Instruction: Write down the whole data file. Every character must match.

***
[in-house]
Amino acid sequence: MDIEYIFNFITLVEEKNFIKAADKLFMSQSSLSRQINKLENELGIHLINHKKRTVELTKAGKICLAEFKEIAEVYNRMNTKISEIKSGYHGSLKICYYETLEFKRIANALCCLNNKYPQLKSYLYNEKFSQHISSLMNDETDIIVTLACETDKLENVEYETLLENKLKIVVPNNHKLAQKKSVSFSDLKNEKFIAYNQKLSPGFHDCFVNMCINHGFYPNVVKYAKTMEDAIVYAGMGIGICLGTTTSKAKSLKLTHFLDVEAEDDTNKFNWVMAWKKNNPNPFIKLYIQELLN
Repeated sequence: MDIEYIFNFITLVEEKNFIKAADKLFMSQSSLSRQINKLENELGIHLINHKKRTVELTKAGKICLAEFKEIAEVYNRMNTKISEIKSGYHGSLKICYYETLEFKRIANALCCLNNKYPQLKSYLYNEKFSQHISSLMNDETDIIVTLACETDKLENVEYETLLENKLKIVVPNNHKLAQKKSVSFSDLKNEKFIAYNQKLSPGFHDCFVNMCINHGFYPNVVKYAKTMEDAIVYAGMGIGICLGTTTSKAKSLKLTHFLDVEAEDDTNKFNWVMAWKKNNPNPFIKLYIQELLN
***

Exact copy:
[in-house]
Amino acid sequence: MDIEYIFNFITLVEEKNFIKAADKLFMSQSSLSRQINKLENELGIHLINHKKRTVELTKAGKICLAEFKEIAEVYNRMNTKISEIKSGYHGSLKICYYETLEFKRIANALCCLNNKYPQLKSYLYNEKFSQHISSLMNDETDIIVTLACETDKLENVEYETLLENKLKIVVPNNHKLAQKKSVSFSDLKNEKFIAYNQKLSPGFHDCFVNMCINHGFYPNVVKYAKTMEDAIVYAGMGIGICLGTTTSKAKSLKLTHFLDVEAEDDTNKFNWVMAWKKNNPNPFIKLYIQELLN
Repeated sequence: MDIEYIFNFITLVEEKNFIKAADKLFMSQSSLSRQINKLENELGIHLINHKKRTVELTKAGKICLAEFKEIAEVYNRMNTKISEIKSGYHGSLKICYYETLEFKRIANALCCLNNKYPQLKSYLYNEKFSQHISSLMNDETDIIVTLACETDKLENVEYETLLENKLKIVVPNNHKLAQKKSVSFSDLKNEKFIAYNQKLSPGFHDCFVNMCINHGFYPNVVKYAKTMEDAIVYAGMGIGICLGTTTSKAKSLKLTHFLDVEAEDDTNKFNWVMAWKKNNPNPFIKLYIQELLN